The dismissal of a Morgan Stanley shareholder lawsuit brought in 2010 over $45 billion paid to the firm’s employees in three years was upheld by a New York appeals court.
Shareholders including the Security Police and Fire Professionals of America Retirement Fund sued Morgan Stanley, former chairman John Mack and other executives in February 2010, accusing the company of making improper compensation and bonus payments.
New York State Supreme Court Justice Shirley Werner Kornreich threw out the suit in December 2010, citing a requirement that shareholders first make a demand on a board before suing on behalf of a company or show that such a move would be futile.
An appeals court in Manhattan upheld the dismissal today, saying the complaint lacks specific allegations needed to determine whether work done by company employees was “of such limited value to the corporation that no reasonable person in the directors’ position” would have approved their pay.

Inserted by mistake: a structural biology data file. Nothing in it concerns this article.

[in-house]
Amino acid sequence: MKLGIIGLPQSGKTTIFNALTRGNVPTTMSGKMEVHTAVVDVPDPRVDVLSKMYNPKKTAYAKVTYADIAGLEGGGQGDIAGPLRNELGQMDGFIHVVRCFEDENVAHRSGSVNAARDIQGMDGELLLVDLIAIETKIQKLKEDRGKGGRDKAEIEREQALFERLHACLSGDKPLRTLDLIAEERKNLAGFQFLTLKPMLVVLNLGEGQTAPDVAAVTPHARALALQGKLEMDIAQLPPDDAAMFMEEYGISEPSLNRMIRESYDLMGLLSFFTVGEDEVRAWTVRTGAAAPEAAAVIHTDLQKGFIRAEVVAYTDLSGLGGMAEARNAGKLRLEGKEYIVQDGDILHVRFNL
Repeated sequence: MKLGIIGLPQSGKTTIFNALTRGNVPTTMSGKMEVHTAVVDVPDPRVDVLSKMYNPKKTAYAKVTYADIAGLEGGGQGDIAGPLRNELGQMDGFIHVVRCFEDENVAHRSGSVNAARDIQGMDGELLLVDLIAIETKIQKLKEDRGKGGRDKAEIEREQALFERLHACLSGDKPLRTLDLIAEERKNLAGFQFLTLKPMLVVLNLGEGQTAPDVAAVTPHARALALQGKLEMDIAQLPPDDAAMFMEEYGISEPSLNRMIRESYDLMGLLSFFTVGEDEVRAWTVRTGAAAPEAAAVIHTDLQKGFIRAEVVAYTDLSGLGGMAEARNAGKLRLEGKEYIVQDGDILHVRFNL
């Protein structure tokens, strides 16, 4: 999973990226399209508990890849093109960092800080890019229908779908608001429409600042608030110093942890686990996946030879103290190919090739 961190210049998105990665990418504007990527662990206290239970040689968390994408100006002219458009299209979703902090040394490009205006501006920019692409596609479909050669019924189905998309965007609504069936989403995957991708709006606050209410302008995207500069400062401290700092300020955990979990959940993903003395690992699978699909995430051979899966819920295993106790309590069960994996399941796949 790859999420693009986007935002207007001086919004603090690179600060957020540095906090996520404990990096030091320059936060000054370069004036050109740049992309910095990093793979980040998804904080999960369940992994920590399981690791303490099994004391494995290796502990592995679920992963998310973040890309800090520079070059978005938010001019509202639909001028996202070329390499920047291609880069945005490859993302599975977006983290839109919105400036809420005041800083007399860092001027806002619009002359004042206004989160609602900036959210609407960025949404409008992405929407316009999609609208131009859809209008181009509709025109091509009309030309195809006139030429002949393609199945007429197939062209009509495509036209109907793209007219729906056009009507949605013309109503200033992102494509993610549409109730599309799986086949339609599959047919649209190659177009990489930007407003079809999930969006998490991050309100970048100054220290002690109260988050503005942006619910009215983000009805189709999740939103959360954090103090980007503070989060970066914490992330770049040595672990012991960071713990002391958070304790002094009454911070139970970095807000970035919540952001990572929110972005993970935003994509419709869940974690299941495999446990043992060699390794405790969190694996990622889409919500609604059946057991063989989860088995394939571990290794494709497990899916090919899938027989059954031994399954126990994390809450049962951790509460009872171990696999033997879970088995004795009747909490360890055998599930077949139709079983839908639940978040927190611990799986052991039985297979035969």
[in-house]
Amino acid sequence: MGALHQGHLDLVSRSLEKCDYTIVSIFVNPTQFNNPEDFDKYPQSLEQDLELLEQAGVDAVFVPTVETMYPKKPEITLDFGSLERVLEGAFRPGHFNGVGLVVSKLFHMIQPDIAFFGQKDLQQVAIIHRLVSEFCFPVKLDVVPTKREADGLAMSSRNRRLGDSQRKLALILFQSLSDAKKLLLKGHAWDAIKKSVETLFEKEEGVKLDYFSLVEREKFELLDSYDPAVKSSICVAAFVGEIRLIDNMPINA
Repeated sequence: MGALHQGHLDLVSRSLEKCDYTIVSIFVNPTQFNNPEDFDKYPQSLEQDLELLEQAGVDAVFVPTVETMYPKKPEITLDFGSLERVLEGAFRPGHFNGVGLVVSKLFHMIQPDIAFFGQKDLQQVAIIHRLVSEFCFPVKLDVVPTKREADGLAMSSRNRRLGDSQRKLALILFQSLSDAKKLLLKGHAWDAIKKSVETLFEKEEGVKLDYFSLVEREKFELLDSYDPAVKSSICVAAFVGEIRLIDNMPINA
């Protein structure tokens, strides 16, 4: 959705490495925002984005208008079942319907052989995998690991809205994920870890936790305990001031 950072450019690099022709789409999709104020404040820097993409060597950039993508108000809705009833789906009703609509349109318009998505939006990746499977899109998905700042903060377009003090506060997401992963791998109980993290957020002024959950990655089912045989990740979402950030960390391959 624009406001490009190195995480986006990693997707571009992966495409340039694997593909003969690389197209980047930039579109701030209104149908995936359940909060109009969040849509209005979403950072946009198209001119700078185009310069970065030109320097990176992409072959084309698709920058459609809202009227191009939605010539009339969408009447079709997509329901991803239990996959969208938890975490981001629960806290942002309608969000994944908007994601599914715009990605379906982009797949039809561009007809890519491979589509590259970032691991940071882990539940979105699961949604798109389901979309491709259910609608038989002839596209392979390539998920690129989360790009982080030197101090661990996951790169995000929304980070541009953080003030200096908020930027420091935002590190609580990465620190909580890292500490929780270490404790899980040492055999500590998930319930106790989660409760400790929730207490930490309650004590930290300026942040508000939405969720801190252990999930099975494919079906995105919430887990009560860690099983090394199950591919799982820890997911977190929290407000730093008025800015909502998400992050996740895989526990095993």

“The complaint does not adequately plead waste,” Justice Peter Tom, of the state Appellate Division First Department, wrote. “It lacks the ‘specific allegations of unconscionable transactions and details regarding who was paid and for what reasons they were paid.’”
Mack ceded his chairman role at New York-based Morgan Stanley in January to Chief Executive Officer James Gorman, who took over as CEO for Mack at the end of 2009.
The case is Security Police and Fire Professionals of America Retirement Fund v. Mack, 600359-2010, New York State Supreme Court (Manhattan).